Avoid tame, colorless, hesitating, non-committal language. Asserting that one must first the basic elements of an essay are the rules to break them, this classic reference book is a must-have for any student and conscientious writer. Intended for use in which the practice of composition is combined with the study of literature, it gives in brief space the principal requirements of plain English style and concentrates attention on the rules of usage and principles of composition most commonly violated.
Please forward this error screen to 209. If the subject on which you are writing is of slight extent, or if you intend to treat it very briefly, there may be no need of subdividing it into topics. Thus a brief description, a brief summary of a literary work, a brief account of a single incident, a narrative merely outlining an action, the setting forth of a single idea, any one of these is best written in a single paragraph. After the paragraph has been written, it should be examined to see whether subdivision will not improve it.
Ordinarily, however, a subject requires subdivision into topics, each of which should be made the subject of a paragraph. The object of treating each topic in a paragraph by itself is, of course, to aid the reader. The beginning of each paragraph is a signal to him that a new step in the development of the subject has been reached. The extent of subdivision will vary with the length of the composition.
For example, a short notice of a book or poem might consist of a single paragraph. Facts of composition and publication. Wherein characteristic of the writer. The contents of paragraphs C and D would vary with the poem.
If the poem is a narrative in the third person throughout, paragraph C need contain no more than a concise summary of the action. Paragraph D would indicate the leading ideas and show how they are made prominent, or would indicate what points in the narrative are chiefly emphasized. What led up to the event. What the event led up to. In treating either of these last two subjects, the writer would probably find it necessary to subdivide one or more of the topics here given. As a rule, single sentences should not be written or printed as paragraphs.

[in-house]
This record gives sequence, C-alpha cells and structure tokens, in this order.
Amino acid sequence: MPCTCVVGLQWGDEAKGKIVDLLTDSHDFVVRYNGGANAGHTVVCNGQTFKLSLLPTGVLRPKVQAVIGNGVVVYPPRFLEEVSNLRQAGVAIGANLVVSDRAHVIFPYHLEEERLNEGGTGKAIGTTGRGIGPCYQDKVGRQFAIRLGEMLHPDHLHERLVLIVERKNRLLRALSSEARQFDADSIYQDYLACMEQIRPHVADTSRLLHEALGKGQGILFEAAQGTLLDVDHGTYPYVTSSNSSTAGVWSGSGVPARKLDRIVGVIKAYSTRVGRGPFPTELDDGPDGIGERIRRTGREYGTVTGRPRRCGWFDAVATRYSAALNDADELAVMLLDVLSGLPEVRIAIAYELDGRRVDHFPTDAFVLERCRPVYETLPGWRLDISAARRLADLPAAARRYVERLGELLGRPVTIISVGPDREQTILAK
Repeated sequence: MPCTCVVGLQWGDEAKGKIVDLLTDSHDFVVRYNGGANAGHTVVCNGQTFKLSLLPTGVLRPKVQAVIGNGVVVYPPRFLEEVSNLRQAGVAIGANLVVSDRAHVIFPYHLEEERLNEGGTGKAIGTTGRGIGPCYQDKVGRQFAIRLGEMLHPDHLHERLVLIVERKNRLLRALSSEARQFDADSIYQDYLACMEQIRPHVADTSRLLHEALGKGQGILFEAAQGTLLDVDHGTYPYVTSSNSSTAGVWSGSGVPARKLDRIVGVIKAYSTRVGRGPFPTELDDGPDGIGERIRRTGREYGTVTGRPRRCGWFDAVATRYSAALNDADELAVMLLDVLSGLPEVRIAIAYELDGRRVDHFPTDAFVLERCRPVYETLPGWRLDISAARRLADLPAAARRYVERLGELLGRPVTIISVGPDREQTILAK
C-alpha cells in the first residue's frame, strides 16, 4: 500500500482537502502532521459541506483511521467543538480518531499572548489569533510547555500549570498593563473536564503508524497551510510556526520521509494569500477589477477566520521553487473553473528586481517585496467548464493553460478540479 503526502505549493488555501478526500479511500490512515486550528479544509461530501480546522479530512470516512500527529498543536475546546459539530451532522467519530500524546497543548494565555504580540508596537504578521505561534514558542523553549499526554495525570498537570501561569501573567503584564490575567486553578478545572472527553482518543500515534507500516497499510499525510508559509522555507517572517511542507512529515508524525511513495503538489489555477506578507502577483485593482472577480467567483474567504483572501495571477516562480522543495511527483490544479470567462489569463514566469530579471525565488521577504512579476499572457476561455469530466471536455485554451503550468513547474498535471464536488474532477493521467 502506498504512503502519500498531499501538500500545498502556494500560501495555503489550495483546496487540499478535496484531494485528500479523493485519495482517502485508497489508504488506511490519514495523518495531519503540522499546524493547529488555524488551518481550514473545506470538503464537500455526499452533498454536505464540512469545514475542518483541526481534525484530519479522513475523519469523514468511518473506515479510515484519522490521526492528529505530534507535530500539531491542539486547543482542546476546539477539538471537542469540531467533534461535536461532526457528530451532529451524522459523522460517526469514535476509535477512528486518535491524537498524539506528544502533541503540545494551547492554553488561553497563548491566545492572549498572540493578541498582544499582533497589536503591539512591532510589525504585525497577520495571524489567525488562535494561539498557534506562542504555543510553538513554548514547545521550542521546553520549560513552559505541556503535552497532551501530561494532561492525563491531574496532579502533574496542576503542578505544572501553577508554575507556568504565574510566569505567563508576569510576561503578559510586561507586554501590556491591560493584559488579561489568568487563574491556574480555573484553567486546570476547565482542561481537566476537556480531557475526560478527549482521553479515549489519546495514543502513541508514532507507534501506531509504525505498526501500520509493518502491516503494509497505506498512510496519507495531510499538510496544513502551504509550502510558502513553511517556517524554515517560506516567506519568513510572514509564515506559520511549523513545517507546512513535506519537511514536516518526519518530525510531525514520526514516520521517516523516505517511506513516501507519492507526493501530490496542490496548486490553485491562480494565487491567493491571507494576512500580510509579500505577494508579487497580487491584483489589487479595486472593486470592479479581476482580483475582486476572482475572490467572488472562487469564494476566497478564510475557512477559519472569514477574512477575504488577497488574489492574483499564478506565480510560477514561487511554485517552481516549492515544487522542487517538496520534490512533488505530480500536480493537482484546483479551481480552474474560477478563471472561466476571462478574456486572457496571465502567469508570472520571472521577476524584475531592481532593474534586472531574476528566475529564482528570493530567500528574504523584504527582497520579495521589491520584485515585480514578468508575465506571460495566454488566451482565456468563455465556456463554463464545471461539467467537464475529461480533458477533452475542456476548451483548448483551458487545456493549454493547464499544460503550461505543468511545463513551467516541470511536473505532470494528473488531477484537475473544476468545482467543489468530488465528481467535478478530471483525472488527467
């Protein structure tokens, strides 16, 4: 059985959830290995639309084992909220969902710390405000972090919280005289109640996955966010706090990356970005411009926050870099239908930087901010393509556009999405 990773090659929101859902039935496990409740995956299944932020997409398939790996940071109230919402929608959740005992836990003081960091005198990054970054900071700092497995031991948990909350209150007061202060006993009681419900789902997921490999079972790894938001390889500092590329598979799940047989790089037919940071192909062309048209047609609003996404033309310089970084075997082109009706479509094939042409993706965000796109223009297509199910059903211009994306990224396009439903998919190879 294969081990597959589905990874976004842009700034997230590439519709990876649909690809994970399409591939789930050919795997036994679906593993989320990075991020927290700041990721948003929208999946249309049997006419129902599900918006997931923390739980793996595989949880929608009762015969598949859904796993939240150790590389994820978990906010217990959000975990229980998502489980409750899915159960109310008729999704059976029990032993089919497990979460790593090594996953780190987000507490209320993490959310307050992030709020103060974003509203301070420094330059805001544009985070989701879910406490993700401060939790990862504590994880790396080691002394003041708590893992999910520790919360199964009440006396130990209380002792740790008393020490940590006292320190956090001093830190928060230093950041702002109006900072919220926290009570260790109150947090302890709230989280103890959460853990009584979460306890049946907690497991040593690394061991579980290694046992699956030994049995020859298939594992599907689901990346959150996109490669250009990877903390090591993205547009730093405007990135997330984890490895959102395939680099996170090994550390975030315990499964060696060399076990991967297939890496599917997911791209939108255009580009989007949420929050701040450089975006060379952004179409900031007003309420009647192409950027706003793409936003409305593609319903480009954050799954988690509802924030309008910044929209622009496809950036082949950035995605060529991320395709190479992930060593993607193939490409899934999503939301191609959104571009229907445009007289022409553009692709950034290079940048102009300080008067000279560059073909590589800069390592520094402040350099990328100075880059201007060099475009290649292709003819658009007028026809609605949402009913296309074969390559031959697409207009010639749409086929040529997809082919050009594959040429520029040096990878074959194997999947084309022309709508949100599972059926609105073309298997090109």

An exception may be made of sentences of transition, indicating the relation between the parts of an exposition or argument. The application of this rule, when dialogue and narrative are combined, is best learned from examples in well-printed works of fiction. Again, the object is to aid the reader. The practice here recommended enables him to discover the purpose of each paragraph as he begins to read it, and to retain the purpose in mind as he ends it.
Ending with a digression, or with an unimportant detail, is particularly to be avoided. If the paragraph forms part of a larger composition, its relation to what precedes, or its function as a part of the whole, may need to be expressed. Sometimes, however, it is expedient to precede the topic sentence by one or more sentences of introduction or transition. If more than one such sentence is required, it is generally better to set apart the transitional sentences as a separate paragraph. According to the writer’s purpose, he may, as indicated above, relate the body of the paragraph to the topic sentence in one or more of several different ways.
In a long paragraph, he may carry out several of these processes. Now, to be properly enjoyed, a walking tour should be gone upon alone. The meaning made clearer by denial of the contrary. And you must be open to all impressions and let your thoughts take colour from what you see. A fourth reason, stated in two forms. You should be as a pipe for any wind to play upon.
The same reason, stated in still another form. I cannot see the wit,” says Hazlitt, “of walking and talking at the same time. The same reason as stated by Hazlitt. When I am in the country, I wish to vegetate like the country,” which is the gist of all that can be said upon the matter.